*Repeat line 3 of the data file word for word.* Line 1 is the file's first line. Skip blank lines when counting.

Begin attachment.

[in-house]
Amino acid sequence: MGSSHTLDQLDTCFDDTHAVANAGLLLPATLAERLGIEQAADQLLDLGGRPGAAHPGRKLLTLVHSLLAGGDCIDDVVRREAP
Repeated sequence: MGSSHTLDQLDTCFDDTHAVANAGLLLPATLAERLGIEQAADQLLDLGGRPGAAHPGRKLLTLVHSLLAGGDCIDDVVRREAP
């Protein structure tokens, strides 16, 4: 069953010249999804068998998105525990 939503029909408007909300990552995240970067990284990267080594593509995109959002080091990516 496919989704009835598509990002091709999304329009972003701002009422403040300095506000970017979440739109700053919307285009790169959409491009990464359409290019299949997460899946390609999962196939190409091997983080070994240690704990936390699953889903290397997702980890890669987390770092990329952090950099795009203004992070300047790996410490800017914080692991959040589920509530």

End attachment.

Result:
Repeated sequence: MGSSHTLDQLDTCFDDTHAVANAGLLLPATLAERLGIEQAADQLLDLGGRPGAAHPGRKLLTLVHSLLAGGDCIDDVVRREAP